The U.S. Capitol dome.

An Emerson College Polling survey released Wednesday showed U.S. Sen. Richard Blumenthal with a 13 percentage point lead over Leora Levy, the winner of a Republican primary in August after her endorsement by Donald J. Trump.

The survey of 1,000 likely voters conducted from Sept. 7 to 9 for WTNH and The Hill found Blumenthal, a two-term Democrat, leading Levy 49% to 36%, with 10.5% undecided and 5% preferring someone else.

With Levy unknown to many voters and Blumenthal a household name, there is both potential for the Republican to make gains — and for the Democrat to define her to the electorate as a Trump loyalist, a liability in blue Connecticut.

The candidates offer voters stark choices on abortion, gun control and funding for climate change. Blumenthal is a long-time supporter of reproductive rights, while Levy is a late-in-life convert to the anti-abortion movement.

So far, Blumenthal’s campaign is far better financed, and a super PAC organized to support Levy with attacks on the senator has yet to show signs of attracting national Republican donors as the GOP struggles to recapture the divided Senate.

The 76-year-old Blumenthal has the advantage of 99.8% name recognition after 32 years in statewide office — a dozen in the U.S. Senate and two decades as a state attorney general who fashioned himself as a media-savvy consumer advocate.

Fifteen percent of those polled had never heard of Levy, 65, a Republican National Committee member and GOP fundraiser on the ballot for the first time, and another 19% were unsure when asked if they had a favorable or unfavorable opinion.

Overall, Blumenthal’s favorable/unfavorable split was 53% to 43%, compared to 38% to 29% for Levy. Only 5% were unsure of their opinion of the senator.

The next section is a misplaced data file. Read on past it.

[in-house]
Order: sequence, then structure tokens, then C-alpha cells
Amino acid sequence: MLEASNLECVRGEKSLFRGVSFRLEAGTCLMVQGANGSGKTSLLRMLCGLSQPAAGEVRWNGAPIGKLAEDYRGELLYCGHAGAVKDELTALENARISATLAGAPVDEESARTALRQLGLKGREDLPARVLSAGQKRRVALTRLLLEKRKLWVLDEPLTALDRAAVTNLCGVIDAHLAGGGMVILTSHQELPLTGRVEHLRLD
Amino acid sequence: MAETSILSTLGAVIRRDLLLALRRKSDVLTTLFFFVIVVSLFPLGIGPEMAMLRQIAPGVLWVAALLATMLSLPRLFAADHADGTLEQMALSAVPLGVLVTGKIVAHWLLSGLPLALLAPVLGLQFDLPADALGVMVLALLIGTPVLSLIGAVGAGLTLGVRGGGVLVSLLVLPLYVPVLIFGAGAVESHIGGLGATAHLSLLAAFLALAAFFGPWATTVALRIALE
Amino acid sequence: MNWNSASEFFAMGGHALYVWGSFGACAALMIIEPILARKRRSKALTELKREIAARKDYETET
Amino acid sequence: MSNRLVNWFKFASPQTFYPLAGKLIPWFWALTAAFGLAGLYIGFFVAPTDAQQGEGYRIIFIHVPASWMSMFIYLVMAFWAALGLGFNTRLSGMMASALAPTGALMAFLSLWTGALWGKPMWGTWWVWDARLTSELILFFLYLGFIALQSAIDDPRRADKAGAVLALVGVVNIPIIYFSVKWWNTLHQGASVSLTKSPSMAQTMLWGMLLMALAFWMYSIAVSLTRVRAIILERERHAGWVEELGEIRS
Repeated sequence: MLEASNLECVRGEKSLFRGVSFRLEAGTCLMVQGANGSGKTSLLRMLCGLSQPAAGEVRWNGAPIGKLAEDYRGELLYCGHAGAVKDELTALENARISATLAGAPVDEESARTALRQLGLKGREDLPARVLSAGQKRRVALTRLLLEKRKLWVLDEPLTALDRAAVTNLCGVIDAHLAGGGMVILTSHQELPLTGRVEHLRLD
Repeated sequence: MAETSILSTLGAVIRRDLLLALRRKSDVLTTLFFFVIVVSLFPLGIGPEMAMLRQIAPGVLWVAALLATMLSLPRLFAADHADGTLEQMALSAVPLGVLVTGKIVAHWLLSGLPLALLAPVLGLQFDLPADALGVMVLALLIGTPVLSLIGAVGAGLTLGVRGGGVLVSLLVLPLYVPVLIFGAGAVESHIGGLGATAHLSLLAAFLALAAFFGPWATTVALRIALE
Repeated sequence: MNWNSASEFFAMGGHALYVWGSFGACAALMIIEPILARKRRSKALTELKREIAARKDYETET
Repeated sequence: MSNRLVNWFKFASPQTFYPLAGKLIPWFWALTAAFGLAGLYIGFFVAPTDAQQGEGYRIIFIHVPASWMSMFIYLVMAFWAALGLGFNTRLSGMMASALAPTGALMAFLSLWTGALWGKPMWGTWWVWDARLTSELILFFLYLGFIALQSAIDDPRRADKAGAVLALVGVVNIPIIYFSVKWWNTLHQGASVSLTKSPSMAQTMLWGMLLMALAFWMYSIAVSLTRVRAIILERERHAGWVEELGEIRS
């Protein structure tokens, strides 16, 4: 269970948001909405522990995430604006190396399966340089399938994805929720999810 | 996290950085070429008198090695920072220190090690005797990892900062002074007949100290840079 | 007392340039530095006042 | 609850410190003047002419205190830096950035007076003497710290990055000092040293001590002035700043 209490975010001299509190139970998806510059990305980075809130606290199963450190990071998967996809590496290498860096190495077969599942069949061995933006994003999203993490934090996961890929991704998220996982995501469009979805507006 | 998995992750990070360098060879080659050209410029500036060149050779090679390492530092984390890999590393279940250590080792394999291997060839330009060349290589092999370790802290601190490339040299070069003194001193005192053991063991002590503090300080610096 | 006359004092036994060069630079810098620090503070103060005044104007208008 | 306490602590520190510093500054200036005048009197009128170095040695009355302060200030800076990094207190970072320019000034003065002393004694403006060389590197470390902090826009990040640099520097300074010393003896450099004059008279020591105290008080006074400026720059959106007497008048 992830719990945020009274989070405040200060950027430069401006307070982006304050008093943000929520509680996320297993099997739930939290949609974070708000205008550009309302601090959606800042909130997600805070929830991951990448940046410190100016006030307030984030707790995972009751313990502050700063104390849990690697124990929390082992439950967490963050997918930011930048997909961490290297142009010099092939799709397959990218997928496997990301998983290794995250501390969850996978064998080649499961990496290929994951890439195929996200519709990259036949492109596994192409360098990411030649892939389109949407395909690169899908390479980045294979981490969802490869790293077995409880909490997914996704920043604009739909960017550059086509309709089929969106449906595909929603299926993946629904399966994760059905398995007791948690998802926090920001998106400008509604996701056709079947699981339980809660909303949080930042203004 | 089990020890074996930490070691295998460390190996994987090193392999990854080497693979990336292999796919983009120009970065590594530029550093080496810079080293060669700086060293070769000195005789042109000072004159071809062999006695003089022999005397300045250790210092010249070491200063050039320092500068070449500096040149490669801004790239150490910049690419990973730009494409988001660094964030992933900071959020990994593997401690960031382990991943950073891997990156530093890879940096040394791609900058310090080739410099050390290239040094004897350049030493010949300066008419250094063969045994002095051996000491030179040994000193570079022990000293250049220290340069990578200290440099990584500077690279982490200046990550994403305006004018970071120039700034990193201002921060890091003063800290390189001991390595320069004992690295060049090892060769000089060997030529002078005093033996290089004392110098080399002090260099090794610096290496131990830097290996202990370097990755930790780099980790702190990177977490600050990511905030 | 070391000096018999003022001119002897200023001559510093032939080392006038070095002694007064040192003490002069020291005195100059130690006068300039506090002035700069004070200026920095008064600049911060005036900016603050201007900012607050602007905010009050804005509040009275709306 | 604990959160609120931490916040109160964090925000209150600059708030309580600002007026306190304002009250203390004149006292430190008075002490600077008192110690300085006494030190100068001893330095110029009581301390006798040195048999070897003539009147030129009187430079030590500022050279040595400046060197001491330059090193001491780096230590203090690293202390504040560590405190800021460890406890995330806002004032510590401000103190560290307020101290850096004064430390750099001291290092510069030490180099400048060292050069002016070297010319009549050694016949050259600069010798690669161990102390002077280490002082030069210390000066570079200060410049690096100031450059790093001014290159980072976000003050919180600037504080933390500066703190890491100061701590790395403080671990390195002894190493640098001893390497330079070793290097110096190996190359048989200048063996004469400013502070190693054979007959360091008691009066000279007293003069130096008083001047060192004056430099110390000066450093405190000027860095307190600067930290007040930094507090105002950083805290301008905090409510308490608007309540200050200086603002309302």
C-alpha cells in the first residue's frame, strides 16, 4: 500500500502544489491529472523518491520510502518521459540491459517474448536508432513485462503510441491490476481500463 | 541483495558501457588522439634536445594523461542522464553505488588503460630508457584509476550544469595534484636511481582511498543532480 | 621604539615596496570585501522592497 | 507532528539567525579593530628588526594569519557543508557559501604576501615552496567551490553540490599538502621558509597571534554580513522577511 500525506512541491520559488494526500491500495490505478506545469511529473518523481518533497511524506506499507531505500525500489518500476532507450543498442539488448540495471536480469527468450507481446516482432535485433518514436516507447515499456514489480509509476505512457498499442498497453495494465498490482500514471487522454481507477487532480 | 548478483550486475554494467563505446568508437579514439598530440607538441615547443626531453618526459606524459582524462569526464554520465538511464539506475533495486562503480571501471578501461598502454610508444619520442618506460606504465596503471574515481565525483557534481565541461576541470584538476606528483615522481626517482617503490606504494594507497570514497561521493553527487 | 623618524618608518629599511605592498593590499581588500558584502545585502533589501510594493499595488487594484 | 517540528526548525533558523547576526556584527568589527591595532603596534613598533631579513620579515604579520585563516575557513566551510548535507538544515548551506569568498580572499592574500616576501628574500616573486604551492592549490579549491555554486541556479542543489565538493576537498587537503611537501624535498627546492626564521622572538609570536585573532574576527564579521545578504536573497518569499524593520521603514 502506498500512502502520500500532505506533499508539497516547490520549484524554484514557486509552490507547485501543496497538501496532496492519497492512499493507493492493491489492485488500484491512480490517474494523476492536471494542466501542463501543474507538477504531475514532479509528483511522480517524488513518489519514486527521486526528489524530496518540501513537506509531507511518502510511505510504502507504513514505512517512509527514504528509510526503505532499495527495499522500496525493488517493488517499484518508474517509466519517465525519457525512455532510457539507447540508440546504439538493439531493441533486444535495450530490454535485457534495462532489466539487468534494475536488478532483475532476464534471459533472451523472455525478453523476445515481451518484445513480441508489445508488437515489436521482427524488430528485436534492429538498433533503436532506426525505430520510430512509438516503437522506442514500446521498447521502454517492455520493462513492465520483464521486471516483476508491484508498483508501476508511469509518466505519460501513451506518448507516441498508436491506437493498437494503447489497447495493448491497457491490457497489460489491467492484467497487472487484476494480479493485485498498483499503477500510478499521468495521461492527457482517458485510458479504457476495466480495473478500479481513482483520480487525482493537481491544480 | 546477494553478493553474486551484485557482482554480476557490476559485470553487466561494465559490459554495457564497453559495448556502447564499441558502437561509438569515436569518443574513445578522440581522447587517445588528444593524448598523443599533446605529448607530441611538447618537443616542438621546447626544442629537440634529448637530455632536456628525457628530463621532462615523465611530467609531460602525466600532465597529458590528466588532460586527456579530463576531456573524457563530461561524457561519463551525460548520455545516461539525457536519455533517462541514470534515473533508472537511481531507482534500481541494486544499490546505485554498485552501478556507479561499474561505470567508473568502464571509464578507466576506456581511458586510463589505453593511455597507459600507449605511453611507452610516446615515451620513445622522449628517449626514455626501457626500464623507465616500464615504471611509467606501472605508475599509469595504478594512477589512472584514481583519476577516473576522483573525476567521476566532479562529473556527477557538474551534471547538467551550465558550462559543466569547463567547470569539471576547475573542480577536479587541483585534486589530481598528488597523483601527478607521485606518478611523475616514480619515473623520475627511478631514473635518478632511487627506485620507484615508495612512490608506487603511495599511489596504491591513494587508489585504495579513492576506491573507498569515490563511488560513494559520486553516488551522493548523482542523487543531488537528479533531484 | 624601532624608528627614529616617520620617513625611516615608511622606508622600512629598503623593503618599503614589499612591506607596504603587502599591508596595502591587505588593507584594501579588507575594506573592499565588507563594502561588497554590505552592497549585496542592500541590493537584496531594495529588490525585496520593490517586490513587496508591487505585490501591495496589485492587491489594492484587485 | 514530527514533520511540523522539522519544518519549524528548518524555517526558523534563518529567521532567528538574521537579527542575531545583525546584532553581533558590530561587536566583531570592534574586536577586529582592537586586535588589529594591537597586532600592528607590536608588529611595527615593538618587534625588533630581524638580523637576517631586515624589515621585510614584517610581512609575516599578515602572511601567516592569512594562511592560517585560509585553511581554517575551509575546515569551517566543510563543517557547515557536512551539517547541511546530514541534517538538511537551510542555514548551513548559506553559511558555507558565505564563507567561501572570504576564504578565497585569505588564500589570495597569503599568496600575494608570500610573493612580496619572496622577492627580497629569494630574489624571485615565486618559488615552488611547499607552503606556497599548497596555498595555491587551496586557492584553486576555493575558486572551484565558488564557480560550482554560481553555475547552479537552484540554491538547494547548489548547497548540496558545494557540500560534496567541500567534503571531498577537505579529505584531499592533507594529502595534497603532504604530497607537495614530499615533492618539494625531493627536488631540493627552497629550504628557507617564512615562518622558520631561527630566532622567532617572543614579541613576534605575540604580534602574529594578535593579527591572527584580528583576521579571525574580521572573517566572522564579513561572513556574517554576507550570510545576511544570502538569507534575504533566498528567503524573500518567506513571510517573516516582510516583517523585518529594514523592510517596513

But among those most passionate — labeled as “very favorable” or “very unfavorable” — voters had mixed opinions of both candidates. Blumenthal’s advantage among those voters was just 36% to 34%. Levy had strong favorable marks from only 19%, while 22% were strongly unfavorable.

Levy is trying to become the first woman elected to the U.S. Senate from Connecticut, but Blumenthal has a 29-point lead among women.

While the candidates are split on abortion, only 7% of both male and female respondents identified the issue as “most important” in determining their vote. The economy was named most important by 40%, followed by 15% concerned by “threats to democracy.”

Emerson’s previous poll for WTNH was conducted after Themis Klarides won the endorsement of the GOP convention in May and faced a primary with Levy and Peter Lumaj. It showed Blumenthal with a 10-point lead over Klarides and a 16-point cushion over Levy.

Blumenthal won by 55% to 43% in his first race for the Senate, defeating Republican Linda McMahon, who spent a record $50 million on her campaign. He was reelected in 2016 with a 63% to 35% win over a poorly financed Dan Carter.

Emerson collects its data using automated questions to likely voters on landlines and cell phones, plus an online panel.

The margin of error in the Emerson survey is plus or minus 3 percentage points.

Emerson gets an accuracy grade of A- from the political data site, The grades are based on how closely polls conducted within 21 days of an election came to the actual results.

In 2018, Emerson was off by just two-tenths of a point in calling the 20-point victory margin of U.S. Sen. Chris Murphy’s reelection to his second term.

Mark is the Capitol Bureau Chief and a co-founder of CT Mirror. He is a frequent contributor to WNPR, a former state politics writer for The Hartford Courant and Journal Inquirer, and contributor for The New York Times.